NEW YORK (GenomeWeb) – Genome British Columbia announced on Thursday that it is investing in an effort to develop a robotics system for automated tumor sample preparation with the goal of speeding cancer genome analysis.
The project — which is being funded with C$200,000 ($159,043) from Genome BC and the Provincial Health Services Authority — is being led by Robin Coope, instrumentation group leader at the BC Cancer Agency's Genome Sciences Centre. It aims to create a system to automate the coring of tumor samples based on identified targets. The system will extract DNA and RNA from these cores, add barcodes for tracking, and perform sample prep prior to sequencing.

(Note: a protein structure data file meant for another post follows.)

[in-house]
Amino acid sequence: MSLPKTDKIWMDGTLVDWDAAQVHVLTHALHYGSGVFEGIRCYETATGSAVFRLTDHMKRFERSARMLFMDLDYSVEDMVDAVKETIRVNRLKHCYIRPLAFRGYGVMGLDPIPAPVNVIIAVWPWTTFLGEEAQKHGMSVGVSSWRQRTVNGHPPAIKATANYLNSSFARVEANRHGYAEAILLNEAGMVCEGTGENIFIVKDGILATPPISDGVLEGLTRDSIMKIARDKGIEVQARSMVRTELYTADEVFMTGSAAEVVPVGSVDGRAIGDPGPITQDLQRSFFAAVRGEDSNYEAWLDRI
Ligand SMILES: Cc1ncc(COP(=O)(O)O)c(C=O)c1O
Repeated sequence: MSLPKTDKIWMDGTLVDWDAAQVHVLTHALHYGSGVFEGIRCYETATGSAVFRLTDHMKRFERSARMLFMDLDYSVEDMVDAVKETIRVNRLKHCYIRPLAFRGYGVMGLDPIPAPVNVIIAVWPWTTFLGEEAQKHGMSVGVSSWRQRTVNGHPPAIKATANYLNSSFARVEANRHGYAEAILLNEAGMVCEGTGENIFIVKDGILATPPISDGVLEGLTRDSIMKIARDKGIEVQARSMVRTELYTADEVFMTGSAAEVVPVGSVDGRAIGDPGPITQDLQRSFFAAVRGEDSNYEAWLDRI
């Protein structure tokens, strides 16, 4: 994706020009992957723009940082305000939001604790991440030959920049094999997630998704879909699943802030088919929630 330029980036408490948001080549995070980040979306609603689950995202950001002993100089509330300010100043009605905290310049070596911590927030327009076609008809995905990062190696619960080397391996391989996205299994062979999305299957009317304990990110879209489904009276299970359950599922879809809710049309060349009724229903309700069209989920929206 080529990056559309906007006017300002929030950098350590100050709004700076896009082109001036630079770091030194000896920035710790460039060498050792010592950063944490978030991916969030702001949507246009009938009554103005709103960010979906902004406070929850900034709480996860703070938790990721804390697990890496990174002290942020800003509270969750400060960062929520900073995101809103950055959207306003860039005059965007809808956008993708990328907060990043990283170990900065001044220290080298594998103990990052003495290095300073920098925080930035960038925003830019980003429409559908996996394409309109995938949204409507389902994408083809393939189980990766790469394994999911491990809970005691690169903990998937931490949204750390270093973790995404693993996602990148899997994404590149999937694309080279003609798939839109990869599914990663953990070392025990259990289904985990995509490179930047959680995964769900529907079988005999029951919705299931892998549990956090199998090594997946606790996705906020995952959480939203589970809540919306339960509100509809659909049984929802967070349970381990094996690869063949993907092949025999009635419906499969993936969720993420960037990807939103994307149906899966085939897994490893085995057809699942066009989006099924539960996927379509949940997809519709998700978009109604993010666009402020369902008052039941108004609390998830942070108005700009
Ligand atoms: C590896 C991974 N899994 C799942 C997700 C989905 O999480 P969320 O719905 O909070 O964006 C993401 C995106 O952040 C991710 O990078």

"The current manual process of identifying and sourcing samples can have some variation and we want to achieve high volume, automated molecular testing," Dirk Van Niekerk, cervical cancer screening program medical leader at the BC Cancer Agency, said in a statement. "Automation will revolutionize the process by significantly decreasing the turnaround time, streamlining downstream activities, and improving reproducibility and accuracy."